China: Recent Data Protection Developments In The People´s Republic Of China

Last Updated: 11 March 2009
Article by Gordon Milner and Paul D. McKenzie

The People's Republic of China ("PRC") still lacks a comprehensive legal framework to regulate the use and disclosure of personal data. Whilst the introduction of a national, generally applicable data privacy law remains elusive, recent months have seen a resurgent, if piecemeal, legislative interest in the topic at both national and local levels.

Notable recent developments include:

  • The promulgation of an amendment to the national Criminal Law in February 2009 to criminalize the sale or other unlawful disclosure of personal data by government officials and employees in key industries;
  • The introduction by several provinces and cities across China during 2008 and 2009 of independent local legislative measures to address Internet privacy concerns;
  • Further legislative progress of the draft Torts Liability Law, a long-debated measure with potentially important privacy implications; and
  • Recent decisions of the PRC courts helping to clarify the circumstances in which civil liability may arise under existing defamation rules when personal data is disclosed without authorization.

In this update we outline the substance and current status of each of these developments and consider their potential implications for businesses operating in China.

A. Legislative Activity at the National Level

Seventh Amendment to the Criminal Law

On February 28 the Standing Committee of the National People's Congress ("NPC") promulgated the Seventh Amendment to the Criminal Law of the PRC. The Amendment, which also updates the Criminal Law in a variety of areas such as tax evasion and insider trading, makes it a criminal offense:

(i) for employees of government institutions or private organizations in the financial, telecommunication, transportation, education, or medical sectors to sell or otherwise unlawfully provide to third parties the personal data of any citizen that has been obtained in the course of performing duties or services by their employers; or

(ii) for any person to obtain such information by means of theft or other unlawful means.

If the violation is "severe," to individuals found guilty of either offense will be subject to imprisonment of up to three years and/or a monetary fine. The Amendment also specifically provides that organizations (such as corporate entities) that commit either offense shall be liable for a monetary fine and the responsible officers may be personally liable for criminal charges.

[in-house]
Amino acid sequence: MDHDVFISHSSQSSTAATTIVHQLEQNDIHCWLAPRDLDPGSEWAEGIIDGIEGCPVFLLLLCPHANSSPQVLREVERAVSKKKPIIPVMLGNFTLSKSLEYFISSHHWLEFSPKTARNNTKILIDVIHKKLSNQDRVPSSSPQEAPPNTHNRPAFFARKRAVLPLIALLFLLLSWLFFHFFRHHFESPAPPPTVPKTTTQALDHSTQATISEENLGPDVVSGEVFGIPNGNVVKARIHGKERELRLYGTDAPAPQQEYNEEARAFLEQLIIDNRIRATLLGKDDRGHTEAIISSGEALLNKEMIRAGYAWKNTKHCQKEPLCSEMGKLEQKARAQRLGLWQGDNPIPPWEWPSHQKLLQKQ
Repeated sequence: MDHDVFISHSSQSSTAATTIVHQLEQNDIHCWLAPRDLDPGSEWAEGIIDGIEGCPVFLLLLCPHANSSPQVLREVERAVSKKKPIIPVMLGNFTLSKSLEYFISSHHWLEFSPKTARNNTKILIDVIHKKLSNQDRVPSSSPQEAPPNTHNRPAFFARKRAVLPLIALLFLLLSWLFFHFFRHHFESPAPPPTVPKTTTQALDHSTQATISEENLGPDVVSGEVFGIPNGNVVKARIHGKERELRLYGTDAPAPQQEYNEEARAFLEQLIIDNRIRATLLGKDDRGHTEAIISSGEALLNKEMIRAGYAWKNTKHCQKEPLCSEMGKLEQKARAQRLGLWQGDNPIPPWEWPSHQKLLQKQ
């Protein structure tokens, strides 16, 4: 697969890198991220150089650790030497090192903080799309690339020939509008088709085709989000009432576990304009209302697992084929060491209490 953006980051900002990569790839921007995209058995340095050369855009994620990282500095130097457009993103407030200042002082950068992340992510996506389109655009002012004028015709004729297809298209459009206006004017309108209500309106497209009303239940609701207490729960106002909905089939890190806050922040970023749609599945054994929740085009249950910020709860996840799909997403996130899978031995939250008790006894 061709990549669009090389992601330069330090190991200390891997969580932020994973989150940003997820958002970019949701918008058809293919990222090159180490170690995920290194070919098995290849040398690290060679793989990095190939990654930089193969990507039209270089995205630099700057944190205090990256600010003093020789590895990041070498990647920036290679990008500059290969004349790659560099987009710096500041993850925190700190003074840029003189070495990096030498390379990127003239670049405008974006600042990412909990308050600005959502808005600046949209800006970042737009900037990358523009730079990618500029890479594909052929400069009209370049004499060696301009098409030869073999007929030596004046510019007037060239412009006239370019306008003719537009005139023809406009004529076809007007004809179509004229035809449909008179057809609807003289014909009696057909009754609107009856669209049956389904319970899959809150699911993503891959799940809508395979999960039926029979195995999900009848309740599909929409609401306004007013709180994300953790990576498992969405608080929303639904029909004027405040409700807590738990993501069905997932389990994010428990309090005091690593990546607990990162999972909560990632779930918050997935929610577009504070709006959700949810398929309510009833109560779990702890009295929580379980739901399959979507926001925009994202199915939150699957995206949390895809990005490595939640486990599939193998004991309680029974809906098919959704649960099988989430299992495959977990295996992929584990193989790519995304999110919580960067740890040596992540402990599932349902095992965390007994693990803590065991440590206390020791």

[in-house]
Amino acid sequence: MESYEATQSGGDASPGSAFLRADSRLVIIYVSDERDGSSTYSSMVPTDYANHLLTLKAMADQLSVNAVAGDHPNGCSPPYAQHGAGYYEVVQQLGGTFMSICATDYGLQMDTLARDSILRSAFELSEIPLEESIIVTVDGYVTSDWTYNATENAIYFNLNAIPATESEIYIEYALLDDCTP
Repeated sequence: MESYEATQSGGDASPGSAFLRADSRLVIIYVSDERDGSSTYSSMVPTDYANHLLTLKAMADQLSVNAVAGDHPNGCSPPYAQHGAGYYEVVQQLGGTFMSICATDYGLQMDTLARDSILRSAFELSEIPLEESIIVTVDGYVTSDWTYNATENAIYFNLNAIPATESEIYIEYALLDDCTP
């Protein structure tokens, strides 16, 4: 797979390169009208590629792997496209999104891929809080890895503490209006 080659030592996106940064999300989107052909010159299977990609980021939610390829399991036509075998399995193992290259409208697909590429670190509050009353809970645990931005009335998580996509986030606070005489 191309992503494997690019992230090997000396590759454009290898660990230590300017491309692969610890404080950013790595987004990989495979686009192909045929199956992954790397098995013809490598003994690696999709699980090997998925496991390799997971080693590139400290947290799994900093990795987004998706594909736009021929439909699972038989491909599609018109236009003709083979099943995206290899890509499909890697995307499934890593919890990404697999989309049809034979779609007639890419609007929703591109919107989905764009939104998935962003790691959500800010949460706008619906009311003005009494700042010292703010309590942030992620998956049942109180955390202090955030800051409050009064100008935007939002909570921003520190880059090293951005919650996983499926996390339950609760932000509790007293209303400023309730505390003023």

The Amendment is vaguely drafted. It does not define personal data, leaves unclear what types of disclosure will constitute "unlawful provision," whether and to what extent any authorization by the employer and/or consent by the data subject are relevant and what factors will be relevant in determining whether a violation is "severe."

Major national-level PRC laws are often broadly drafted, and subsequent implementing regulations or interpretations of the Supreme People's Court may provide guidance on these questions in due course.

In the meantime, companies operating in the PRC financial, telecommunications, transportation, education, or medical sectors would be well advised to review their internal systems for preventing unauthorized disclosure of customer data, and all companies looking to acquire customer databases in China should take care to conduct thorough due diligence about the sources of such information.

Draft Tort Liability Law

A draft Tort Liability Law has been in the legislative process for some time. Sensitivities surrounding the law have delayed its progress since the first draft was initially submitted for review by the Standing Committee of the NPC in 2002. However, the process appears to have picked up momentum and the draft law was submitted for a second round of review and comments at the end of 2008. It is possible that the Tort Liability Law may be promulgated in the coming year, though no timetable has currently been set and given the slow legislative progress to date, further delays should not be ruled out.

The draft Tort Liability Law contemplates a wide-ranging reform and modernization of PRC tort law. In addition to extensive provisions governing areas such as product liability and environmental pollution that are unrelated to data privacy, the draft law contains several novel provisions with potentially far-reaching data privacy implications.

There is no generalized right to prevent disclosure of personal data under existing PRC tort. Any such right arises only within the context of a defamation action - specifically a claim of infringement of an individual's 'reputational right' under the 1986 General Principles of the Civil Law of the PRC (as further clarified in a 1993 interpretation by the Supreme People's Court). Whilst recent decisions suggest an increasing willingness on the part of the PRC courts to give prominence to the protection of privacy (see section C below), such protection remains essentially limited by the need to establish reputational infringement.

In contrast, the draft Tort Liability Law appears to recognize an independent right of privacy. Unfortunately little further detail is provided in the draft law, and, if the law is passed in the present form, it will be necessary to wait for the Supreme People's Court to add flesh to these bare bones.

In addition to this potential elevation of the right of privacy, the draft Tort Liability Law provides that:

  • a party whose right to privacy is infringed is entitled to claim from the tortfeasor the profits arising from the breach. In addition to the right to claim damages for "emotional harm" and actual loss that arises under the existing General Principles;
  • a website operator who either acknowledges that a party's privacy or other rights are being infringed through content posted on its website, or who is warned of such infringement by an affected party and fails to remove the content or adopt other corrective measures, is jointly and severally liable with the party having posted the content; and